LMW Heparin or Compression Both Prevent Thromboembolism After Gynecologic Surgery
Among women undergoing surgery for gynecological malignancy, both low molecular weight heparin and external pneumatic compression are effective in prophylaxis of thromboembolism.
Dr. Daniel L. Clarke-Pearson and colleagues from Duke University Medical Center, Durham, North Carolina, randomly assigned 211 women, over 40 years of age, undergoing major surgery for gynecological malignancy, to either strategy.
Two patients receiving low molecular weight heparin developed venous thrombosis, as did one patient receiving external pneumatic compression, according to a report in the December issue of Obstetrics and Gynecology.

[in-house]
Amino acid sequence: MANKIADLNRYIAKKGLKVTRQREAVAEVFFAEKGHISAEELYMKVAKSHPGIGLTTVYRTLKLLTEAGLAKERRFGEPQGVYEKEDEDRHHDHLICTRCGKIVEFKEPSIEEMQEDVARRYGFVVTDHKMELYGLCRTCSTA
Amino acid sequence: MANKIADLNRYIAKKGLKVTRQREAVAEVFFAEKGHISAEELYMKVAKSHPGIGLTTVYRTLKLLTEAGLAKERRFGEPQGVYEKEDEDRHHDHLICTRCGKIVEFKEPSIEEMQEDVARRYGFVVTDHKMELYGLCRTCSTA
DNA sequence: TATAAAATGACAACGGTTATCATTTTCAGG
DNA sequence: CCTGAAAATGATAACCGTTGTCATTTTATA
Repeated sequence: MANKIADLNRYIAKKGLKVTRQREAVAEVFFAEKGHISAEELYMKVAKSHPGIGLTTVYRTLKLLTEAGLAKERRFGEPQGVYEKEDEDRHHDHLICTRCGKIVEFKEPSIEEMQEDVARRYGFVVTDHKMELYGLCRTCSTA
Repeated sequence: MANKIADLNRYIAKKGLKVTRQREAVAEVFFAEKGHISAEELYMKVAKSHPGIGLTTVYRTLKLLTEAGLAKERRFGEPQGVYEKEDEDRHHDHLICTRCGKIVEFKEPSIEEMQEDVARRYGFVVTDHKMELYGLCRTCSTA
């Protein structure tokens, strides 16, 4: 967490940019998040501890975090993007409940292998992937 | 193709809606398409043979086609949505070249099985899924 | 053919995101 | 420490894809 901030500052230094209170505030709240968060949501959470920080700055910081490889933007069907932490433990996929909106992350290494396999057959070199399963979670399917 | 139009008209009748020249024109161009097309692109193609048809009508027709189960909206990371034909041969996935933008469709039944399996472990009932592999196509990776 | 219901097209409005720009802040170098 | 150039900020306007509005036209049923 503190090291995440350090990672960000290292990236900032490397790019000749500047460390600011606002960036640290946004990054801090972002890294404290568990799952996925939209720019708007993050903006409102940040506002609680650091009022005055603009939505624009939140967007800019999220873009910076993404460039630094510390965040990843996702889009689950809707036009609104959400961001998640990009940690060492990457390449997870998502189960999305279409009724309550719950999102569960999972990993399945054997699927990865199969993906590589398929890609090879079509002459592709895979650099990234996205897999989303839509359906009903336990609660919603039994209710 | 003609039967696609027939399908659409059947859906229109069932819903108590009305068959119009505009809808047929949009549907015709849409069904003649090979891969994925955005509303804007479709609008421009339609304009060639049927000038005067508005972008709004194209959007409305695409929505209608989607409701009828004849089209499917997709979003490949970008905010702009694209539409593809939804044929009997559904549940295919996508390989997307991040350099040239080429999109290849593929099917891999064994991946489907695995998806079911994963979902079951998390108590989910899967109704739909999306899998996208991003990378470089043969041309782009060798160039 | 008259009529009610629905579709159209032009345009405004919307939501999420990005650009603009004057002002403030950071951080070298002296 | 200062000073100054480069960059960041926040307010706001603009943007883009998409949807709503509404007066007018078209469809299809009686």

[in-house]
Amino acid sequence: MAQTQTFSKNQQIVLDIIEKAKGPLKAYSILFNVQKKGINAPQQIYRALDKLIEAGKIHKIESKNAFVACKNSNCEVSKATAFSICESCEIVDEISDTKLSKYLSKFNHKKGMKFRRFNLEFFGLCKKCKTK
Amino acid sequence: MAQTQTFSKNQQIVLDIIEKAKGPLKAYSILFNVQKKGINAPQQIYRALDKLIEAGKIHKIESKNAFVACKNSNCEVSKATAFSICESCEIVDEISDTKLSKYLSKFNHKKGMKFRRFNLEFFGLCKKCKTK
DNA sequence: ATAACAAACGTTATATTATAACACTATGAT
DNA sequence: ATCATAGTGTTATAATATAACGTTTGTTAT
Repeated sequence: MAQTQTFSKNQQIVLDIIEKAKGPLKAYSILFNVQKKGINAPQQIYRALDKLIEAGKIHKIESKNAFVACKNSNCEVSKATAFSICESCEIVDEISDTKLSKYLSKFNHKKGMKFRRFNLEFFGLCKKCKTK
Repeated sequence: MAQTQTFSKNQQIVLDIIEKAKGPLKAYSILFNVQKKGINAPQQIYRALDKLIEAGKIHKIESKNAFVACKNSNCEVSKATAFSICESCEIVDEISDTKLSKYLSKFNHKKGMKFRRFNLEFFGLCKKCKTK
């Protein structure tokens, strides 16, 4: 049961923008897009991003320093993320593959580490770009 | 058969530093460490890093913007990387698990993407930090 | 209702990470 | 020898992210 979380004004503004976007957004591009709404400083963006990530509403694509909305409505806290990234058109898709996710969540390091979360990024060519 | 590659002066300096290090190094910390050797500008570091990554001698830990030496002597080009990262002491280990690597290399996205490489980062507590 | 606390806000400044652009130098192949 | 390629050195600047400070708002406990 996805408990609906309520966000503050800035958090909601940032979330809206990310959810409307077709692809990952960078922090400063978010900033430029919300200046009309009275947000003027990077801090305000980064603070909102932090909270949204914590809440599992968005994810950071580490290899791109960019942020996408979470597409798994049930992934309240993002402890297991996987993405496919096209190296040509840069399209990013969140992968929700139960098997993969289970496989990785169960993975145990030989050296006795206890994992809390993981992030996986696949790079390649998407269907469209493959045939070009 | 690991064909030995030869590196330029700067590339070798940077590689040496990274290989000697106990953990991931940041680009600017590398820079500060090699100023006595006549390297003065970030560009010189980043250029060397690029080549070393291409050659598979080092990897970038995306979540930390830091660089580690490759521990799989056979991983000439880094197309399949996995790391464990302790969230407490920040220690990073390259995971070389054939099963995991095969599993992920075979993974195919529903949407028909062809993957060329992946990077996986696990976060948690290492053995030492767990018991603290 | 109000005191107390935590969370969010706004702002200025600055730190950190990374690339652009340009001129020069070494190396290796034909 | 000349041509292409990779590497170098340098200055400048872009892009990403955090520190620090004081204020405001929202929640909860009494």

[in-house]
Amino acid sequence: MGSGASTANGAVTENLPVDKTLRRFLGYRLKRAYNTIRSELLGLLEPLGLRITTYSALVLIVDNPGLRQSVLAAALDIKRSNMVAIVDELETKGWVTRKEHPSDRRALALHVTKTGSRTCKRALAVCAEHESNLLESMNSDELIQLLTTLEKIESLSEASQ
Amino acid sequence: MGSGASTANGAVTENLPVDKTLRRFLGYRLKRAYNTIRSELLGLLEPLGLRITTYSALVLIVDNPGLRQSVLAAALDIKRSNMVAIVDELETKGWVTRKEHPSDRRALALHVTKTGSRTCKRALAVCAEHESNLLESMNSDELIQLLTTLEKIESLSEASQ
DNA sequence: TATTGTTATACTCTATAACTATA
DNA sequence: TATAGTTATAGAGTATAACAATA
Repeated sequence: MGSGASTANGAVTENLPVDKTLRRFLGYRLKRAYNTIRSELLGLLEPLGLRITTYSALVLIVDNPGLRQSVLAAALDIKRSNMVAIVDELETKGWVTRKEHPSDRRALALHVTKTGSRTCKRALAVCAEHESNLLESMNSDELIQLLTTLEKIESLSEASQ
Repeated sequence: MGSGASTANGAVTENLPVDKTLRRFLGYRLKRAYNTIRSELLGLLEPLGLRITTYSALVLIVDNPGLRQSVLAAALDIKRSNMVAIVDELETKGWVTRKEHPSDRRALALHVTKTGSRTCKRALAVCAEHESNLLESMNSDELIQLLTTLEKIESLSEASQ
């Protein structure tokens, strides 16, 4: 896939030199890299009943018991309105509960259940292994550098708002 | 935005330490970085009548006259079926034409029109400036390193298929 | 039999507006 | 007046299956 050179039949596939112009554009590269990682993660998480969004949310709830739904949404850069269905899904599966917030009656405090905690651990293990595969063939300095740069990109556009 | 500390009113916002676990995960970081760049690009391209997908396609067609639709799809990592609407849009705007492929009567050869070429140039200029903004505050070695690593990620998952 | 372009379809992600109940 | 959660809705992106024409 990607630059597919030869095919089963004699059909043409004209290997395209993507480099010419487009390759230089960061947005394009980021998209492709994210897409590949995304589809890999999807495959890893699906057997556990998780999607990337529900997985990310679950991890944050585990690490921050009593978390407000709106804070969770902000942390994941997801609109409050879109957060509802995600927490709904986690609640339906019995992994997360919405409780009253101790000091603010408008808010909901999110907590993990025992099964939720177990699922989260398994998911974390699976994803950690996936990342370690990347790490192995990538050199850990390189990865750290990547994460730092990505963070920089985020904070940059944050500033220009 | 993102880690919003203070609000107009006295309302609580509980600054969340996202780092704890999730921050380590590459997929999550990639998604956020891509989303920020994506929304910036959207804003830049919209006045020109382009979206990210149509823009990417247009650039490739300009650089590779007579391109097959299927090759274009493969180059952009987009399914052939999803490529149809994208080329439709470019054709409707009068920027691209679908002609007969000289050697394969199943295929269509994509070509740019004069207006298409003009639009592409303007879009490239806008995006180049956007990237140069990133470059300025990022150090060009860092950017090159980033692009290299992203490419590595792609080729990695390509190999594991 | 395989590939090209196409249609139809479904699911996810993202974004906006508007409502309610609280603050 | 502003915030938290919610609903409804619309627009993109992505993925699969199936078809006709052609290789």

When Dr. Clarke-Pearson's team looked at the frequency of bleeding complications they found that the number of perioperative transfusions and estimated intraoperative blood loss was similar in both patient groups.
"Both external pneumatic compression and low molecular weight heparin are acceptable methods of thromboembolism prophylaxis in patients undergoing major abdominal surgery for gynecologic malignancy," Dr. Clarke-Pearson and colleagues conclude.
"Unlike unfractionated heparin, an increased frequency of bleeding complications is not associated with the prophylactic schedule of low molecular weight heparin used in this trial," they point out.
Obstet Gynecol 2001;98:989-995
Thanks to MEDSCAPE and ReutersHealth(Professional)
Applied Nursing Research,
Gynecologic Oncology, April 2007
J Med Assoc Thai, 2006; 89(4): 130-6.
12th Biennial Meeting Int'l Gyn Cancer Soc,
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